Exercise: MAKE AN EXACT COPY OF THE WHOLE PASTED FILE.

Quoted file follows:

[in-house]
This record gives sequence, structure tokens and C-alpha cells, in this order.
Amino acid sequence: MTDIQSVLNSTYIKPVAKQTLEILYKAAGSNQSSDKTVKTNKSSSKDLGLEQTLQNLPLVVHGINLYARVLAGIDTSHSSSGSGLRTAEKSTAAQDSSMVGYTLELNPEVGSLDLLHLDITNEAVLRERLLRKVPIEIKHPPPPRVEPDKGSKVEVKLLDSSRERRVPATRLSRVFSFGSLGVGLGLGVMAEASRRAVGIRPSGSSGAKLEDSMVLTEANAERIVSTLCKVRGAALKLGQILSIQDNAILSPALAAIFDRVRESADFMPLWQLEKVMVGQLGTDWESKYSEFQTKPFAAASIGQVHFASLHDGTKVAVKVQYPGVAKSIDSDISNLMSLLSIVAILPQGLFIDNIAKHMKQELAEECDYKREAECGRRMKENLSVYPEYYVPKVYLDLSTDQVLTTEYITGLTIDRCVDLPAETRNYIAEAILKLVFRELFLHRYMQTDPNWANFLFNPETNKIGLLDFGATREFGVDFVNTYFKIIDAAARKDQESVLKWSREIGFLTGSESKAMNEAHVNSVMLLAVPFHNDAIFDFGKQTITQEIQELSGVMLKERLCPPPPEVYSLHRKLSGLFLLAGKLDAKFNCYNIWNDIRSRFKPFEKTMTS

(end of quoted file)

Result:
[in-house]
This record gives sequence, structure tokens and C-alpha cells, in this order.
Amino acid sequence: MTDIQSVLNSTYIKPVAKQTLEILYKAAGSNQSSDKTVKTNKSSSKDLGLEQTLQNLPLVVHGINLYARVLAGIDTSHSSSGSGLRTAEKSTAAQDSSMVGYTLELNPEVGSLDLLHLDITNEAVLRERLLRKVPIEIKHPPPPRVEPDKGSKVEVKLLDSSRERRVPATRLSRVFSFGSLGVGLGLGVMAEASRRAVGIRPSGSSGAKLEDSMVLTEANAERIVSTLCKVRGAALKLGQILSIQDNAILSPALAAIFDRVRESADFMPLWQLEKVMVGQLGTDWESKYSEFQTKPFAAASIGQVHFASLHDGTKVAVKVQYPGVAKSIDSDISNLMSLLSIVAILPQGLFIDNIAKHMKQELAEECDYKREAECGRRMKENLSVYPEYYVPKVYLDLSTDQVLTTEYITGLTIDRCVDLPAETRNYIAEAILKLVFRELFLHRYMQTDPNWANFLFNPETNKIGLLDFGATREFGVDFVNTYFKIIDAAARKDQESVLKWSREIGFLTGSESKAMNEAHVNSVMLLAVPFHNDAIFDFGKQTITQEIQELSGVMLKERLCPPPPEVYSLHRKLSGLFLLAGKLDAKFNCYNIWNDIRSRFKPFEKTMTS